Christa Court is director of the UF/IFAS Economic Impact Analysis Program, a subset of which focuses on disaster impacts to the state of Florida. Using economic modeling, the program can estimate, or contribute to estimations of, losses incurred within sectors involved in agriculture, forestry and fisheries production, which directly contribute a combined $11.3 billion in sales revenue to the state economy.
Industry Expertise (2)
Fishery and Aquaculture
Agriculture and Farming
Areas of Expertise (5)
Hurricane Effects on Florida Agriculture
Media Appearances (6)
Florida Foodie: Pandemic cost state’s farmers $895 million, UF professor says
WKMG Orlando online
The pandemic continues to cause issues across multiple industries, but agriculture has faced several unique challenges — from crops rotting on the vine during shutdowns to having to find new ways to sell their produce.
As climate change disrupts supply chains, American life is poised to change drastically
"Various hazard events can disrupt food supply chains by impairing production of and access to food," Christa Court, an assistant professor of regional economics at the University of Florida, told Salon by email, citing as examples calamities such as infrastructure damage, loss of capacity or direct damage to livestock and crops. "Resulting food access issues are acute in vulnerable communities with limited grocery and transportation options and can be compounded by the timing of disaster events."
University of Florida economists detail tourism revenue losses following 2018 red tide blooms
“We did focus on the Southwest Florida region because that’s where this particular bloom was largest and lasted the longest,” Christa Court, director of the Economic Impact Analysis program at UF/IFAS said. “It’s also the region in Florida that is typically impacted more often by harmful algal blooms, specifically red tide.”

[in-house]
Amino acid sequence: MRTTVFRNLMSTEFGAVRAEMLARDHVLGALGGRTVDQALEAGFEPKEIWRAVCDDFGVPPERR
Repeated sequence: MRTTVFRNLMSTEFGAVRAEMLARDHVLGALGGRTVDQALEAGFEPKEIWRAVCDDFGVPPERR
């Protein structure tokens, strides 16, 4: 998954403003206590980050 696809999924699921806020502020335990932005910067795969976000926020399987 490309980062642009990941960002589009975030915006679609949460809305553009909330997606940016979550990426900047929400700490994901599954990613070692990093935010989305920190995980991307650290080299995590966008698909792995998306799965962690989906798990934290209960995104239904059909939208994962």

UF Economists Estimate $55-100M Hit To Florida Agriculture Due To Hurricane Sally
Urban Ag News online
“Unlike most hurricanes, where wind is the driving force behind a majority of the damages, Hurricane Sally also included a lot of rainfall in a short period of time in an area that already had saturated ground,” said Christa Court, director of the program and assistant professor in the UF/IFAS food and resource economics department. “There were still impacts like pecans blown off trees, but we also have to account for significantly more water impacting crop fields and grazing lands than we usually see.”
At Stake in Sally’s Wake: $400 Million in Florida Panhandle Agricultural Products
Southeast AgNet online
“These types of climate-related disasters are the most destructive to agriculture,” said Christa Court, director of the program and an assistant professor in the UF/IFAS food and resource economics department. “When we do our assessments, we’re really looking to capture the acute, short-term impacts, like losses of seasonal crops that were in the field when the storm hit, but we know that other impacts will appear in the long-term.”
UF Researchers To Study How Algae Blooms Hurt Florida’s Economy
WJCT News online